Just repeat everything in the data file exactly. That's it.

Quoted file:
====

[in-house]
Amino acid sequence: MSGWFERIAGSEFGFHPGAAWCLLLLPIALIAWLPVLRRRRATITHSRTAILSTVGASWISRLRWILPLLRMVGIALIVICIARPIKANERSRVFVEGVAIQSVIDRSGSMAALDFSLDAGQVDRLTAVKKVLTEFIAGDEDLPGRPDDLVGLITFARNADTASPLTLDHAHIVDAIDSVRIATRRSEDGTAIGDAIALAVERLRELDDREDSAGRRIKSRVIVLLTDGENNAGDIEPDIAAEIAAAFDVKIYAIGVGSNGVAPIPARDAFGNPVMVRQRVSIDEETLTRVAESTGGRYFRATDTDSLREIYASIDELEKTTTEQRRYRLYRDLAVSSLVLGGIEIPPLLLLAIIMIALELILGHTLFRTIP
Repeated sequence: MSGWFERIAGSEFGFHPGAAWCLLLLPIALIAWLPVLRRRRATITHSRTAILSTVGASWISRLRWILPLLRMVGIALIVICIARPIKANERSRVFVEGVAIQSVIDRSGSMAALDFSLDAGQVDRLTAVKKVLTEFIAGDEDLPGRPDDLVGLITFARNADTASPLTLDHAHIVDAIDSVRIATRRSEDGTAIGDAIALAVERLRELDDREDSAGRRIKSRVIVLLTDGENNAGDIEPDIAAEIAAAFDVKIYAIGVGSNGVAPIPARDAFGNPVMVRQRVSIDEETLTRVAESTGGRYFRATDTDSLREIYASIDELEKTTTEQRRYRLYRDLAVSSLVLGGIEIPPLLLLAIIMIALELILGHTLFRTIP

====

[in-house]
Amino acid sequence: MSGWFERIAGSEFGFHPGAAWCLLLLPIALIAWLPVLRRRRATITHSRTAILSTVGASWISRLRWILPLLRMVGIALIVICIARPIKANERSRVFVEGVAIQSVIDRSGSMAALDFSLDAGQVDRLTAVKKVLTEFIAGDEDLPGRPDDLVGLITFARNADTASPLTLDHAHIVDAIDSVRIATRRSEDGTAIGDAIALAVERLRELDDREDSAGRRIKSRVIVLLTDGENNAGDIEPDIAAEIAAAFDVKIYAIGVGSNGVAPIPARDAFGNPVMVRQRVSIDEETLTRVAESTGGRYFRATDTDSLREIYASIDELEKTTTEQRRYRLYRDLAVSSLVLGGIEIPPLLLLAIIMIALELILGHTLFRTIP
Repeated sequence: MSGWFERIAGSEFGFHPGAAWCLLLLPIALIAWLPVLRRRRATITHSRTAILSTVGASWISRLRWILPLLRMVGIALIVICIARPIKANERSRVFVEGVAIQSVIDRSGSMAALDFSLDAGQVDRLTAVKKVLTEFIAGDEDLPGRPDDLVGLITFARNADTASPLTLDHAHIVDAIDSVRIATRRSEDGTAIGDAIALAVERLRELDDREDSAGRRIKSRVIVLLTDGENNAGDIEPDIAAEIAAAFDVKIYAIGVGSNGVAPIPARDAFGNPVMVRQRVSIDEETLTRVAESTGGRYFRATDTDSLREIYASIDELEKTTTEQRRYRLYRDLAVSSLVLGGIEIPPLLLLAIIMIALELILGHTLFRTIP